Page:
MEANING: verb tr., intr.: To transfer or be passed (duties, rights, powers, etc.) on to another. verb intr.: To deteriorate or degenerate.
ETYMOLOGY: From Latin devolvere (to roll down), from de- (down) + volvere (to roll). Ultimately from the Indo-European root wel- (to turn or roll), which also gave us waltz, revolve, valley, walk, vault, volume, wallet, helix, and voluble. Earliest documented use: 1420.
A THOUGHT FOR TODAY: I found one day in school a boy of medium size ill-treating a smaller boy. I expostulated, but he replied: 'The bigs hit me, so I hit the babies; that's fair.' In these words he epitomized the history of the human race. -Bertrand Russell, philosopher, mathematician, author, Nobel laureate (18 May 1872-1970)
DEVOLE - remove those pesky Varmints from the lawn
MEANING: verb tr.: 1. To use an initial asset to achieve something more valuable. 2. To gamble an initial stake and winnings on a subsequent bet, race, contest, etc. noun: A bet that uses the earlier bet and its winnings as the new bet.
ETYMOLOGY: An alteration of paroli (staking the double of the sum staked before), from French, from Italian paroli, plural of parolo, perhaps from paro (equal), from Latin par (equal). Earliest documented use: 1828.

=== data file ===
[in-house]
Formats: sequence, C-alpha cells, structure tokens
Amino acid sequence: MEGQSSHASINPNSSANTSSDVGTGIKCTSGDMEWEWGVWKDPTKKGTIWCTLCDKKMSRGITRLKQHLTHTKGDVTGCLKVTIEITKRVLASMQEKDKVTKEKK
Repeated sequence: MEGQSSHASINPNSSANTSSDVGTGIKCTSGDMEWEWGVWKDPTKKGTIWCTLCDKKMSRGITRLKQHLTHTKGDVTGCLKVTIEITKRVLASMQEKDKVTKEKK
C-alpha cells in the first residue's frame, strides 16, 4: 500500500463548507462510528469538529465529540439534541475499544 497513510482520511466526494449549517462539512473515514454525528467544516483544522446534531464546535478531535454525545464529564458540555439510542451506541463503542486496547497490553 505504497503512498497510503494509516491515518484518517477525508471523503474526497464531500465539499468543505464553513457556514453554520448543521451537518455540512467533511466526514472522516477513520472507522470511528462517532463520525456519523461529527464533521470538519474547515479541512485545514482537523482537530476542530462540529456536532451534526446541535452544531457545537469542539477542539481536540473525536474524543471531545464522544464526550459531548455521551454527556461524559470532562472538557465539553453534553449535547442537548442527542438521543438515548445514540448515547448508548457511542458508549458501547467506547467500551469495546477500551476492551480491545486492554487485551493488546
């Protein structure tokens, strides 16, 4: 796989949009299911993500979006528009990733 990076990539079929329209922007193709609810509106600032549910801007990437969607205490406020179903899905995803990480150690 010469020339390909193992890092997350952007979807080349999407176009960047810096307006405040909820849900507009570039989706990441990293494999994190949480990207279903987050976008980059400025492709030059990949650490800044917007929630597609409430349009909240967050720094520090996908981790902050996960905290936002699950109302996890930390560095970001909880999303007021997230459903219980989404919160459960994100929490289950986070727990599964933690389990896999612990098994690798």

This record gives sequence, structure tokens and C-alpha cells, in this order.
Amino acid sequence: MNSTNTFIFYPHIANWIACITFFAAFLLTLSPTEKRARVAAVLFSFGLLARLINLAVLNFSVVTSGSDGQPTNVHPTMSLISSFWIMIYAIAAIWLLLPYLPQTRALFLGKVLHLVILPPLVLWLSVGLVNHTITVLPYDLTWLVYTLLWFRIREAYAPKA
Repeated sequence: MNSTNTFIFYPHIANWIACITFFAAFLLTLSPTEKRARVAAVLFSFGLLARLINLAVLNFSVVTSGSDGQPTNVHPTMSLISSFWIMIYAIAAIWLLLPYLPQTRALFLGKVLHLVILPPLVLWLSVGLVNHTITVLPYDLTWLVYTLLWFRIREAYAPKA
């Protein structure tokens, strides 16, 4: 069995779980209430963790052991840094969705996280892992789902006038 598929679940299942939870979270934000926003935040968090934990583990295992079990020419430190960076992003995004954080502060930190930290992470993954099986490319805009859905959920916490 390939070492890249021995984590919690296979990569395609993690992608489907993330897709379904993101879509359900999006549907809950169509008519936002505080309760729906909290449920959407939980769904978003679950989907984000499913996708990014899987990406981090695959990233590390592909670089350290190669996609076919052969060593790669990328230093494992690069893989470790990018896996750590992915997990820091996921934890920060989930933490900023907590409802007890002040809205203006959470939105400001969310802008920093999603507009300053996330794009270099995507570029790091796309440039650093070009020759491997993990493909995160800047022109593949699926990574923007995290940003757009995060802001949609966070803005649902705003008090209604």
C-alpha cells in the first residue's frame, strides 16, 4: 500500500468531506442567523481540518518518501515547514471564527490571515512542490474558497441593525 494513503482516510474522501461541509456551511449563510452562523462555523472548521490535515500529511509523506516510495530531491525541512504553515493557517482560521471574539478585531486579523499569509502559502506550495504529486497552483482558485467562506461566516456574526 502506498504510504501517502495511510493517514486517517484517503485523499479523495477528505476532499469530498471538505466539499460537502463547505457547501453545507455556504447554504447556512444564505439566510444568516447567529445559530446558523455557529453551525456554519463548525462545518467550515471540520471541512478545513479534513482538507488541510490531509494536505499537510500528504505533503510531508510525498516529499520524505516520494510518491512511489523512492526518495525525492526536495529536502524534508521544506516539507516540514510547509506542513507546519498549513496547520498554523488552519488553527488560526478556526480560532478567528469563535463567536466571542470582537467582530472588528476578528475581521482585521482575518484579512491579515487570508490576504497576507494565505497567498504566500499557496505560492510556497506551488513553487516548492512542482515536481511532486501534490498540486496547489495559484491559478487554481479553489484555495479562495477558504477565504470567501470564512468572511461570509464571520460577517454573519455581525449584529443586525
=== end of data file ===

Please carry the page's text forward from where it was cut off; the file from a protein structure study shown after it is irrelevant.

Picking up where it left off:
A THOUGHT FOR TODAY: When women love us, they forgive us everything, even our crimes; when they do not love us, they give us credit for nothing, not even our virtues. --Honore de Balzac, novelist (20 May 1799-1850)
MEANING: verb tr.: 1. To adopt or support a cause, idea, belief, etc. 2. To take as spouse: marry.
ETYMOLOGY: From Old French espouser, from Latin sponsare (to betroth), from sponsus (betrothed). Ultimately from the Indo-European root spend- (to make an offering or perform a rite), which is also the source of sponsor, spouse, respond, and riposte. Earliest documented use: 1477.
A THOUGHT FOR TODAY: In words as fashions the same rule will hold, Alike fantastic if too new or old; Be not the first by whom the new are tried, Nor yet the last to lay the old aside. -Alexander Pope, poet (21 May 1688-1744)
ETYMOLOGY: From Latin acerbus (bitter). Ultimately from the Indo-European root ak- (sharp), which is also the source of acrid, vinegar, acid, acute, edge, hammer, heaven, eager, oxygen, mediocre, paragon, acuity, and acidic. Earliest documented use: 1657.
A THOUGHT FOR TODAY: It is a capital mistake to theorize before one has data. Insensibly one begins to twist facts to suit theories, instead of theories to suit facts. - Arthur Conan Doyle, physician and writer (22 May 1859-1930) (put into the mouth of Sherlock Holmes)
[I see several comments about why "acerbate" should mean the same thing (almost) as its apparent negation "exacerbate." Isn't there a usage of some prefixes as intensifiers, rather than negation? Think about "flammable" and inflammable."] __________________________________
Disclaimer: Wordsmith.org is not responsible for views expressed on this site.
Use of this forum is at your own risk and liability - you agree to
hold Wordsmith.org and its associates harmless as a condition of using it.